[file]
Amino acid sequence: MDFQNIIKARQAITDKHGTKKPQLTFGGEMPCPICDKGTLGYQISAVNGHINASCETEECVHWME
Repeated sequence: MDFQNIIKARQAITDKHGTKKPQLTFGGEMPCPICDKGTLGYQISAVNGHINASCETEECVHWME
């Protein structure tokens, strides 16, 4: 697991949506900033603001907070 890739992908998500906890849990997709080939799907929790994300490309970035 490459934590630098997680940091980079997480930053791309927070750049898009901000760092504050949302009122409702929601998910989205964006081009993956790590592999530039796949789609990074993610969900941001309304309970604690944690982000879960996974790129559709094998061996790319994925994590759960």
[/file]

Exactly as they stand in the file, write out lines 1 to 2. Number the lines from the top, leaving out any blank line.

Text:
Amino acid sequence: MDFQNIIKARQAITDKHGTKKPQLTFGGEMPCPICDKGTLGYQISAVNGHINASCETEECVHWME
Repeated sequence: MDFQNIIKARQAITDKHGTKKPQLTFGGEMPCPICDKGTLGYQISAVNGHINASCETEECVHWME